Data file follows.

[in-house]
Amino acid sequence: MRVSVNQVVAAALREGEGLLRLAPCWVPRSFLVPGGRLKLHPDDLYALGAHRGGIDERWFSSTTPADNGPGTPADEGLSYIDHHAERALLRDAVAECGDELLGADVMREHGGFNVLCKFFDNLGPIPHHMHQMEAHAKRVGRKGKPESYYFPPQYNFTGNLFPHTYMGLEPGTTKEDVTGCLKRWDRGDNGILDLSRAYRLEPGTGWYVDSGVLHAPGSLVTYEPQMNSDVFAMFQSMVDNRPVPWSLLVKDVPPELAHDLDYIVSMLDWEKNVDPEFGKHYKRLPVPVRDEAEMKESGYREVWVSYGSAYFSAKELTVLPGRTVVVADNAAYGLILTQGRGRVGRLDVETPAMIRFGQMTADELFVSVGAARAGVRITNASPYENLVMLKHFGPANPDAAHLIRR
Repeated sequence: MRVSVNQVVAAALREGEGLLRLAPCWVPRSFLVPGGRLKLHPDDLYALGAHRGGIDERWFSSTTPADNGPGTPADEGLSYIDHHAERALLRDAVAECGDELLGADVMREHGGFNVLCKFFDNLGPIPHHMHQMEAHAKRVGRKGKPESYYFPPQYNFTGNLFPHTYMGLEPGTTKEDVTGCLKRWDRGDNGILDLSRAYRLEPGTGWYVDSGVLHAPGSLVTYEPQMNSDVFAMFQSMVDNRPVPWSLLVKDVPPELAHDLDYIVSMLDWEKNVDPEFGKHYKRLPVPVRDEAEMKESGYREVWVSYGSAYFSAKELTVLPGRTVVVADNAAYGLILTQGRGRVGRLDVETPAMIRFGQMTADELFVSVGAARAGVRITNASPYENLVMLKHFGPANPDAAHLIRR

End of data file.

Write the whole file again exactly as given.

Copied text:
[in-house]
Amino acid sequence: MRVSVNQVVAAALREGEGLLRLAPCWVPRSFLVPGGRLKLHPDDLYALGAHRGGIDERWFSSTTPADNGPGTPADEGLSYIDHHAERALLRDAVAECGDELLGADVMREHGGFNVLCKFFDNLGPIPHHMHQMEAHAKRVGRKGKPESYYFPPQYNFTGNLFPHTYMGLEPGTTKEDVTGCLKRWDRGDNGILDLSRAYRLEPGTGWYVDSGVLHAPGSLVTYEPQMNSDVFAMFQSMVDNRPVPWSLLVKDVPPELAHDLDYIVSMLDWEKNVDPEFGKHYKRLPVPVRDEAEMKESGYREVWVSYGSAYFSAKELTVLPGRTVVVADNAAYGLILTQGRGRVGRLDVETPAMIRFGQMTADELFVSVGAARAGVRITNASPYENLVMLKHFGPANPDAAHLIRR
Repeated sequence: MRVSVNQVVAAALREGEGLLRLAPCWVPRSFLVPGGRLKLHPDDLYALGAHRGGIDERWFSSTTPADNGPGTPADEGLSYIDHHAERALLRDAVAECGDELLGADVMREHGGFNVLCKFFDNLGPIPHHMHQMEAHAKRVGRKGKPESYYFPPQYNFTGNLFPHTYMGLEPGTTKEDVTGCLKRWDRGDNGILDLSRAYRLEPGTGWYVDSGVLHAPGSLVTYEPQMNSDVFAMFQSMVDNRPVPWSLLVKDVPPELAHDLDYIVSMLDWEKNVDPEFGKHYKRLPVPVRDEAEMKESGYREVWVSYGSAYFSAKELTVLPGRTVVVADNAAYGLILTQGRGRVGRLDVETPAMIRFGQMTADELFVSVGAARAGVRITNASPYENLVMLKHFGPANPDAAHLIRR